On Christmas Day 1838 a little boy, Moses, was born to William and Hannah Davis. By 15th January 1839 Hannah had registered the child, confirming her maiden name as Whitfield, and that the child had been born at home, at George Street, New Windsor, by making her mark.
Although subsequent census records gave William and Hannah’s birthdates in 1811, Hannah, at least, was a little older – she was born in 1807 in New Windsor to James and Esther Whitfield (formerly Morgan), William is probably the child baptised at Datchet, in Buckinghamshire, son of an Esther Davis, as he gives the location in the 1851 census as his place of birth. The couple named their first son James, born around 1831, William was born about five years later and George the following year. Moses, born at the close of 1838, was followed by Joseph in about 1841 and Edmund/Edward three years later.
In February 1851, at only 44 years, Hannah Davis, latterly of Keppel Street, died and was buried at the church of John the Baptist. Her husband, William, of Keppel Street, is recorded in the spring census as a widower, working as a chimney sweep, as are sons William, George and Moses.
The following February, almost exactly a year after his wife’s death, William, too, died and was buried at the same church as Hannah, recorded as aged 43 years of age.
In 1854 George Davis, sweep, son of William, who was described as a basket maker, married Fanny Church and, by the 1861 census, they had three daughters, Hannah, named for George’s mother, Fanny and Ellen, still living in Keppel street, along with Edward/Edmund Davis, also a sweep. Three years after the census Edward married Susanna Wright, and they had a son, William Edward, again using family names.
Meanwhile Moses seems to have partnered another Susannah, and together they were to have a large family. Several family trees on Ancestry assert this Susannah to be the Susannah Watt who wed a Moses Davis in Gloucestershire in 1852, where both claimed to be over 21. However, this Moses Davis is a miner, and the son of a miner, Charles Davis, and is clearly not the Moses Davis born in Berkshire to Hannah and William, and who would, anyway, only be about 14 years of age at the time of the Gloucestershire union.
Back in Berkshire, Moses and Susannah had three daughters, Annie, Sophia and Elizabeth, between 1863 and 1870; followed by a son, Henry, in about 1872, another daughter, Jane, three years later, then George in 1877, (baptised aged 3, at Brize Norton, son of Moses and Susannah, ‘no settled home, peg maker,’ together with Matthew, aged 6, son of James and Cinderella Bland, ‘no settled home, peg maker’) and, baptised 17th January 1881, also at Brize Norton, Oxfordshire, son of Moses and Susannah, of ‘no settled abode, peg maker.’ Their last child, Alice, was born in about 1884, a family that spanned more than 20 years of childbirth for Susannah.
In 1891 a census records Susannah, basket maker, born around 1849 in Newbury, together with Walter, about 10 years of age and Alice, about seven, at Frilsham Street, in Sutton Courtenay, and also living in the same street is Susannah and Moses Davis’ son, Henry, and his partner, Patience Austin; two doors down is Joseph Jeffs (Bland), with his wife Patience (nee Austin), the parents of Henry Davis’ young wife. Joseph was one of the sons of John Bland and Rose Jeffs, who married in Noke, Oxfordshire in 1819. The unions between these three families, Davis, Bland and Jeffs, were frequent and, given a repetition of forenames, often confusing.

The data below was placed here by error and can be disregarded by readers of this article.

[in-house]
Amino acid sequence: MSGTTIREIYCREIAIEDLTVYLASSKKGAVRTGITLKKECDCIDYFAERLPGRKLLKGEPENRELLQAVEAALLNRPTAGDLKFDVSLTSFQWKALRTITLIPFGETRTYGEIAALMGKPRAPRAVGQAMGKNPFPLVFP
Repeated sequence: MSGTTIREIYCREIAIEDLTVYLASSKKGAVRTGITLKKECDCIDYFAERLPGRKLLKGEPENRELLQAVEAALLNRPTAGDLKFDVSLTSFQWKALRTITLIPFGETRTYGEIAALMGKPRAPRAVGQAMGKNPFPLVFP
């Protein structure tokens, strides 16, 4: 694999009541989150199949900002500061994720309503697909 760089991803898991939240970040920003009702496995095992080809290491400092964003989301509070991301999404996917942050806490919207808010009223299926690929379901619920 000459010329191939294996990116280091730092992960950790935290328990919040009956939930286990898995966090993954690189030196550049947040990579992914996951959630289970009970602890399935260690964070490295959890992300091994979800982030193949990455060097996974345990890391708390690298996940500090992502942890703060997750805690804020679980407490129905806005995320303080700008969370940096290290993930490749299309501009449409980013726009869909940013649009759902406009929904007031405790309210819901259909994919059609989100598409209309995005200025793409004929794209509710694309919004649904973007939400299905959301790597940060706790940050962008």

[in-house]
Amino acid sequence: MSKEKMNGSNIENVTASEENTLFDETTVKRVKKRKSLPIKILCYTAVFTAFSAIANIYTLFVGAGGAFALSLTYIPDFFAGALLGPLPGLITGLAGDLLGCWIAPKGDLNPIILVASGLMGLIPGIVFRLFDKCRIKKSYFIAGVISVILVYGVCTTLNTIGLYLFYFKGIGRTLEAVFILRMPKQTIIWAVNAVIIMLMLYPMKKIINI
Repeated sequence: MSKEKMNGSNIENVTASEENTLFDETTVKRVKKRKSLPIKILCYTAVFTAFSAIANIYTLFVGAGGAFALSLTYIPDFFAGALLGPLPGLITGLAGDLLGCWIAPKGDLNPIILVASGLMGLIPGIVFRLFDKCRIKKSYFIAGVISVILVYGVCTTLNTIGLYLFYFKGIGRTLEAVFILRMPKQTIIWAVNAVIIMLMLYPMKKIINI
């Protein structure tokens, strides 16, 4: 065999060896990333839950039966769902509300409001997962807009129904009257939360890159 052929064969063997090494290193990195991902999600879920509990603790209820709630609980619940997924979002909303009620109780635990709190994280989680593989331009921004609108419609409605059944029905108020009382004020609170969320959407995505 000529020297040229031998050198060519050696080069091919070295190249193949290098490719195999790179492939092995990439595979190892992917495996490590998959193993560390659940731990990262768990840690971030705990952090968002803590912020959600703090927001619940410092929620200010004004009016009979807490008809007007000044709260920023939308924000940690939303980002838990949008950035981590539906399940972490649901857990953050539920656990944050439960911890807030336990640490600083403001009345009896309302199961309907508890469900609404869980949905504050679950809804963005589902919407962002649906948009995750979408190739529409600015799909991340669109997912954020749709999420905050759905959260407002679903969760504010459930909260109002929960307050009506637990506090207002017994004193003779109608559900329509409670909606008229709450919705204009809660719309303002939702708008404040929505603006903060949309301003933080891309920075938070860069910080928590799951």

In 1901 there is a census record in Berkshire, for example, that causes considerable and understandable confusion, where a Moses Bland is the head of a group which includes a boarder, Emma Susanna Davis, a licensed hawker, and George and Alice, who are surely Moses and Susannah Davis’ two youngest children. This has resulted in many believing this Moses is actually Moses Davis, and perhaps looks back to that marriage in Gloucestershire that has been erroneously entered as Moses and Susannah’s union, since Moses Bland claimed birth in that county.
Moses Bland is probably a relative, however, the son of John and Mary Bland, baptised at Painswick, Gloucestershire, on 4th November 1821, ‘travellers passing through.’ He is also surely the young man arrested with John Bland, his brother, for stealing potatoes in 1848, when they are both described as being about 25 years of age, and were sentenced to three months’ imprisonment. In 1855 both men were found guilty of larceny, this time serving a year’s imprisonment. Moses Bland’s death and burial is recorded in Berkshire in 1905, ‘aged 77 years,’ giving him a birth year in about 1828, actually he was probably in his early eighties. In the autumn of 1892 the Reading Mercury mentioned Moses, who found himself in court once more:
Moses Bland, an old man, and James Bland, his son, Gypsies, were charged with
cutting down and stealing two fir trees in the parish of Cholsey, for which they were fined.
By 1911 the young couple first traced in the 1891 census, Henry Davis and Patience, had a very large family: Joseph, Henry, Rose and Walter, a little girl, Clementine, who died as an infant, Alice, Reuben, Frank, Edward and Daisy May; there would be another son, Leonard, born in 1916, named for Patience’s brother, who was killed in the War in 1915. And it was their third son, Walter, who wrote the story of his youth in Didcot, Berkshire, detailing the surrounding countryside and the people he knew, leaving so much more than just memories to his descendants.